It will take another week or so for a clearer picture to emerge on whether social distancing measures are leading to a true levelling off of Covid-19 cases, the UK’s chief scientific adviser has said.
Sir Patrick Vallance said the number of new confirmed cases “could be moving in the right direction” but stressed that longer-term data is needed.
He told the daily Downing Street press conference: “What you can see is there is not that big upswing of growth that we talked about at the beginning.
“There is a fairly steady increase in numbers. It’s possible that we’re beginning to see the beginning of change in terms of the curve flattening a little bit.
“We won’t know that for sure for a week or so.
“But what we’re not seeing is an acceleration.
“It does begin to suggest that things might be moving in the right direction in terms of numbers and it’s important that we carry on with the measures that we have got in place in order to make sure that this does go in the right direction.”
Data shows that 6,159 patients have died in hospital after testing positive for coronavirus in the UK as of 5pm on Monday, up by 786 from 5,373 the day before.
Sir Patrick said the data on deaths does “bounce around” due to delays in reporting but said the the UK is “roughly a couple of weeks behind France, a few weeks behind Italy, but you can see broadly that things across Europe move in the same direction.”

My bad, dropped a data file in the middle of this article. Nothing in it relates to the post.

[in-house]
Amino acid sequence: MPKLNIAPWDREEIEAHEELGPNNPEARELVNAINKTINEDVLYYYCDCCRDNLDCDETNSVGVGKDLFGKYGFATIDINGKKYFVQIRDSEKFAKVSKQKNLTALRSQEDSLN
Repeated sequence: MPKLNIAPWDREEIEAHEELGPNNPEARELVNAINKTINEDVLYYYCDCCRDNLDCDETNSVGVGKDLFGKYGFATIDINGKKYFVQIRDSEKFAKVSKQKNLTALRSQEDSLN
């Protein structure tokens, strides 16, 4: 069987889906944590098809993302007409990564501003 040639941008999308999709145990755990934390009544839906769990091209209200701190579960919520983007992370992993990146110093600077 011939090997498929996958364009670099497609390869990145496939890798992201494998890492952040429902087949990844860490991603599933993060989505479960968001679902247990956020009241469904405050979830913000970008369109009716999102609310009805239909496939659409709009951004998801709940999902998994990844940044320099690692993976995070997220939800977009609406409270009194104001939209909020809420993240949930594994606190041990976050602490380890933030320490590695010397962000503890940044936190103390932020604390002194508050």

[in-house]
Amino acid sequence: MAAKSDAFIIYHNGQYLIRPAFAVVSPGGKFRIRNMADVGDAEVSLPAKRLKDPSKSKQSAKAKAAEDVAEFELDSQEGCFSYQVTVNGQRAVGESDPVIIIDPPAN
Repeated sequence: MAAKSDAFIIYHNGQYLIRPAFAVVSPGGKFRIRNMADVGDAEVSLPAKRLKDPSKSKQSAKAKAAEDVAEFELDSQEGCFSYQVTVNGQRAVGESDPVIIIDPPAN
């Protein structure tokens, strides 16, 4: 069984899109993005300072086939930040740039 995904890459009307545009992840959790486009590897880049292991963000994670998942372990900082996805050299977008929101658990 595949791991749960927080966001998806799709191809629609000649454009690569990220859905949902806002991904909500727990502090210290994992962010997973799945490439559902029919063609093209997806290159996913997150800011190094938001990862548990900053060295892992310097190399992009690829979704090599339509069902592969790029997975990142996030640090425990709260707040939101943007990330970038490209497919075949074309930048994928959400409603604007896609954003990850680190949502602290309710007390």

However, he later stressed that the UK was not necessarily heading for Italy’s death toll, which has seen more than 17,000 people die so far.
“We are three or four weeks behind Italy in terms of the outbreak,” he said, adding: “It doesn’t mean we end up with the same numbers.”
Turning to hospital admissions, he said there were possible similar signs that “we are beginning to see the start of a change where we start seeing numbers flattening off.”
Sir Patrick also said there should not be an overall increase in demand above the number of intensive care unit (ICU) beds available in the UK.
He said: “There are always times in every winter when ICU beds top out in individual hospitals, and that may happen and I can’t guarantee it won’t.
“What we can say, though, is that the numbers as we look at them now look as though we should come in about right, there shouldn’t be an overall increase above the number of beds available.
“The NHS, I think, has done an amazing job in terms of increasing the capacity of ICU and so things seem to be tracking in the right direction, but I don’t think I can say more than that.”